Thanksgiving is upon us, and just as the first Pilgrim predicted as she fashioned little feather napkin rings while waiting for the Indians to arrive: “Y’all watch; I’ve been cooking all day and I am bed, bath and BEYOND tired, but somebody’s gonna say they’ve gone gluten-free and all they can eat is corn. I mean maize.”
Gluten is, of course, the much-maligned ingredient that gives bread its, er, breadiness. It is, frankly, awesome. Unless you can’t digest it, which, turns out, most of us have been lying about lately.
It’s not our fault exactly. We eat a lot of crap in the course of a day, and when all those gluten-free products started showing up on grocery shelves, we figured they were worth a try. So we spent 10.5 billion dollars on gluten-free food last year and felt much better, even if for most of us, it was all in our head.
Now don’t feel bad. Americans have always loved a bandwagon. How else do you explain the popularity of things like chia pets and “Dancing With the Stars”?
Sign Up and Save
Get six months of free digital access to The News & Observer
We long to belong and this mass gluten hysteria made us a teensy bit special.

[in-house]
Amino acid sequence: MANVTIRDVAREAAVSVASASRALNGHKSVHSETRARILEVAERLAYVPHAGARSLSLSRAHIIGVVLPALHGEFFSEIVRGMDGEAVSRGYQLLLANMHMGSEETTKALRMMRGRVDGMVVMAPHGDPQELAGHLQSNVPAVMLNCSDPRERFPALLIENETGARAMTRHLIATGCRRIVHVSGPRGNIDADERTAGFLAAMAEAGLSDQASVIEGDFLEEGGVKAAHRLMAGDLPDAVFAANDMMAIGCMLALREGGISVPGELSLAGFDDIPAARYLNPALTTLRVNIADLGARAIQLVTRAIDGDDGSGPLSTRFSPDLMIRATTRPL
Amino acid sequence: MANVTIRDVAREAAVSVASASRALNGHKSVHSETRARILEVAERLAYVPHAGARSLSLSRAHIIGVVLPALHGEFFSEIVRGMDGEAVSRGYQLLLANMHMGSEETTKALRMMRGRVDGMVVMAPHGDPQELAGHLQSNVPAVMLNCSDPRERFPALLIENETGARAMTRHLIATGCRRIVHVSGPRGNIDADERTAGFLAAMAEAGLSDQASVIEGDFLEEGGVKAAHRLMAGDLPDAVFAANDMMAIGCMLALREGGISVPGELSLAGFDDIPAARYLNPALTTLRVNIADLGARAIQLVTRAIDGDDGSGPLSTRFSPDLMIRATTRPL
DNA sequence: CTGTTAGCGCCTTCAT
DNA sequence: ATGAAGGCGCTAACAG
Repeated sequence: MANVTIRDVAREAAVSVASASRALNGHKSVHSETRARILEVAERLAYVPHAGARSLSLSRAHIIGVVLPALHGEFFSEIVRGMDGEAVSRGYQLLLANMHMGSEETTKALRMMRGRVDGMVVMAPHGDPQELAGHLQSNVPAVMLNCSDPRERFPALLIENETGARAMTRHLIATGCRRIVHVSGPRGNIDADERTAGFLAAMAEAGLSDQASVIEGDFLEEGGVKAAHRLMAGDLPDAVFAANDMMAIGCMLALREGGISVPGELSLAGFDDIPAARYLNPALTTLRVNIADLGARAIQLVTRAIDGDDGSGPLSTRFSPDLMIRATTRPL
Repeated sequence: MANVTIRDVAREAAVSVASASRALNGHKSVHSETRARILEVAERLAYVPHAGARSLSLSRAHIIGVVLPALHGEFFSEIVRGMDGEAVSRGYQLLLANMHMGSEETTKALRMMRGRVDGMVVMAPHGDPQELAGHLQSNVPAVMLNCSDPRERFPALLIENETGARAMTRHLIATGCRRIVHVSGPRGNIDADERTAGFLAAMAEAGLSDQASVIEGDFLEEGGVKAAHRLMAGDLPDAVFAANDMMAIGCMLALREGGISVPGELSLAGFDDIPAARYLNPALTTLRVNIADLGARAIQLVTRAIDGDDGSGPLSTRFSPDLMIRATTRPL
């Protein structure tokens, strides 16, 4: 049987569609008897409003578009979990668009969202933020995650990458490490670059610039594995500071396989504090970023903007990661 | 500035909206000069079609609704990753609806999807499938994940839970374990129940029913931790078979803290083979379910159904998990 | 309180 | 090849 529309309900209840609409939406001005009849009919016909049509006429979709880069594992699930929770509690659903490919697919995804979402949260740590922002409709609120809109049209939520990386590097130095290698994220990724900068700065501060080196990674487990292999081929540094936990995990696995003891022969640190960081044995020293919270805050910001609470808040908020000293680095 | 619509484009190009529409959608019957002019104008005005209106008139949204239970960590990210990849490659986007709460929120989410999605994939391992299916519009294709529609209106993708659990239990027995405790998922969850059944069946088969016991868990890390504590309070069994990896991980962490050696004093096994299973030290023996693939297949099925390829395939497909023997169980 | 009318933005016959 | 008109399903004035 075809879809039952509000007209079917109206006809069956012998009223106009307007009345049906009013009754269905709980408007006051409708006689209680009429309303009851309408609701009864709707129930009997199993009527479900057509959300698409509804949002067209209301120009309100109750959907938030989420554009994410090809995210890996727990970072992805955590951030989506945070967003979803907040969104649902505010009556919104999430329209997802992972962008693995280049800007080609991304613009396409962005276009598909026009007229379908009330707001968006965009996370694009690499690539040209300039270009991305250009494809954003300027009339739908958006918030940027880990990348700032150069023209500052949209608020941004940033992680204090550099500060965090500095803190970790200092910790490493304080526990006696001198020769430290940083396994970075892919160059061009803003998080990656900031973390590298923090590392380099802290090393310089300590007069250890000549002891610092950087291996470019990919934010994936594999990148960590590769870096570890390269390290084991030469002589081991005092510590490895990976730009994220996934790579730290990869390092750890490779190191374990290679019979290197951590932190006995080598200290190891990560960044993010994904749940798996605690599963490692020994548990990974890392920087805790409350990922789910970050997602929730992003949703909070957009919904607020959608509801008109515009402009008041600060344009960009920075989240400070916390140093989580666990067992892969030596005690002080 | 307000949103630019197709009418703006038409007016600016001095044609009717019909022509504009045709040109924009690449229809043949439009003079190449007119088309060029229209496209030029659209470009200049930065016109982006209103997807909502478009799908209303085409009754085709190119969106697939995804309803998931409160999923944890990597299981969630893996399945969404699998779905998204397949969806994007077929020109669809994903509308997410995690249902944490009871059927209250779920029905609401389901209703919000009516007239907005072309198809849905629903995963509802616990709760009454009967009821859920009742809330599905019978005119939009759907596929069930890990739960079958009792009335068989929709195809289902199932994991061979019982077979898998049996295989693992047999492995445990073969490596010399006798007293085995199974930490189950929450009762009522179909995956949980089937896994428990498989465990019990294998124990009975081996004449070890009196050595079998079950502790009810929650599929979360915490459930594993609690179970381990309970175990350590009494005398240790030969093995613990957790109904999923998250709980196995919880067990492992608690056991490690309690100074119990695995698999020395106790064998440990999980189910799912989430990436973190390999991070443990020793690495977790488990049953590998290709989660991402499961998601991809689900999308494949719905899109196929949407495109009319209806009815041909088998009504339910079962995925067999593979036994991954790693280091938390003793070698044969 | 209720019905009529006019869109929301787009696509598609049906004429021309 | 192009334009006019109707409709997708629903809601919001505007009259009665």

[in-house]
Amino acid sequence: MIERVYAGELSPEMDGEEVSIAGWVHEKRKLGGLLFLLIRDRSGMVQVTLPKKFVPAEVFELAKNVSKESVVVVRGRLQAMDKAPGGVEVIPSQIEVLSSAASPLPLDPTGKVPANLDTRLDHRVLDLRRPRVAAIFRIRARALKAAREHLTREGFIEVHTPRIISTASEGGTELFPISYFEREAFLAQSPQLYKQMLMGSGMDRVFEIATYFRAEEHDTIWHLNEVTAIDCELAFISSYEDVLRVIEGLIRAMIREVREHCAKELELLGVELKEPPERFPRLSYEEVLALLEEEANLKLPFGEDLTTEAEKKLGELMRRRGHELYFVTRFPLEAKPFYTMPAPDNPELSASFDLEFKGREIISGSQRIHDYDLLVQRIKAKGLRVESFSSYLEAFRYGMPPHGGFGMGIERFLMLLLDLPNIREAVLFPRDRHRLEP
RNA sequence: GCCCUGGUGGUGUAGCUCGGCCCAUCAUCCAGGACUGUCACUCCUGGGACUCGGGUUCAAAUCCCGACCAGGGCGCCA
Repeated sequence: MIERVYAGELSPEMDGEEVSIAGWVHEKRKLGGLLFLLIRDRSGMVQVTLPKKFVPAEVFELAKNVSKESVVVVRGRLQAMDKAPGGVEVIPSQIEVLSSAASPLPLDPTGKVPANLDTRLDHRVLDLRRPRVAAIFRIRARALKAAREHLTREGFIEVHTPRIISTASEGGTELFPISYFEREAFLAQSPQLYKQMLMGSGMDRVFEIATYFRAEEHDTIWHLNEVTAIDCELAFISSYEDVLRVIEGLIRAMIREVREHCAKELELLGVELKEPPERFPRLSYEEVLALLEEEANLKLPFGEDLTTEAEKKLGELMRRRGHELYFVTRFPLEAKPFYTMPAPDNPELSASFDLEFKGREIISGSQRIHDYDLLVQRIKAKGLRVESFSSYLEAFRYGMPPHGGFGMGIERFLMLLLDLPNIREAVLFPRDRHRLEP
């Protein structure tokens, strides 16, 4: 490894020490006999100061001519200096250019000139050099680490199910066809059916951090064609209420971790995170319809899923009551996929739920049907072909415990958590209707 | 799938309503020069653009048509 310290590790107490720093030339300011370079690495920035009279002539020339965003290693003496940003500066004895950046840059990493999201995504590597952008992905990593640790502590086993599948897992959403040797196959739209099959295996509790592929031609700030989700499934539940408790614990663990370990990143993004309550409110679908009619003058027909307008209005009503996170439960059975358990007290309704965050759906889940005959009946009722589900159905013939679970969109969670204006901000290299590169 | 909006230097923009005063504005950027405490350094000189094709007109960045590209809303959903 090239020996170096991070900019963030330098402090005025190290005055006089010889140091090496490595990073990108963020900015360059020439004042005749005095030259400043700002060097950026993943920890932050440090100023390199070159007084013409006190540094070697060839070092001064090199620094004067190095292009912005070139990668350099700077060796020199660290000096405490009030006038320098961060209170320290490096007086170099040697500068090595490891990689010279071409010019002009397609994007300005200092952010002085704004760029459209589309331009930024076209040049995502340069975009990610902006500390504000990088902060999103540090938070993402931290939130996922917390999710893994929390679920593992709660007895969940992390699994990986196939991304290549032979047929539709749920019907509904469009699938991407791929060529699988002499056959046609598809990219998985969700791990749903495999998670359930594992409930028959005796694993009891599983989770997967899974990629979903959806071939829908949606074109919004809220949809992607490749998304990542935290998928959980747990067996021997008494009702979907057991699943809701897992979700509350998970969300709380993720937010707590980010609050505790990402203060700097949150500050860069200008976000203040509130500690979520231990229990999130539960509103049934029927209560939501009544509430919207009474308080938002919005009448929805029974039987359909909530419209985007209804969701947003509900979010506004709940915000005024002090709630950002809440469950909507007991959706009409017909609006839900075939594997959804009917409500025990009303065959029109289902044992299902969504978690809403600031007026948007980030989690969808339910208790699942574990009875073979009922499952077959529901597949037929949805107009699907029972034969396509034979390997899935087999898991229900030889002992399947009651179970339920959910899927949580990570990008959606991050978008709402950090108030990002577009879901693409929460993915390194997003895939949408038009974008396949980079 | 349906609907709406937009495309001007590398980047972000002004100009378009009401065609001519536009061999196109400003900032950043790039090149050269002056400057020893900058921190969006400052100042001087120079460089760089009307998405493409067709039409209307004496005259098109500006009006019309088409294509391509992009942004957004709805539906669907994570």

“I’m sorry I can’t eat this,” we said, just loud enough to invoke sympathetic glances when the bread basket made its way around the table, untouched as a premarital Duggar.
“I’m allergic to gluten” was the new black. And, yes, I know that makes no sense. But this new study, by the same scientist who told us bread was killing our digestive tracts, indicates that people who don’t have celiac disease (the real deal), can just go ahead and eat that cronut, and godspeed.
Somebody needs to make a public apology for scaring us and our easily agitated colons for the past three years. You can’t just say, “Oh, actually that whole thing about 17 million Americans being “gluten-sensitive” isn’t exactly true.
Turns out the number is significantly lower. Something on the order of about 36.
So how did this happen? It’s simple. A lot of doctors heard us whine about our indigestion and said, “Hey, you’re probably sensitive to gluten.” This didn’t necessarily mean you were really gluten-sensitive, it was just a theory to get you happily on your way.
Now none of this is to say that some of you don’t cramp up after a yeast roll or three. Of course you do. But it doesn’t make you gluten-special. You are never going to get your own postage stamp, and you won’t even get a special parking place at the grocery store.
So this Thanksgiving, as we gather together and bow our heads for what is for some the only blessing said before a meal all year long and hopefully one that will be more thoughtful than “the sun and the sky and the animals,” let’s give thanks that we can eat bread again. Amen.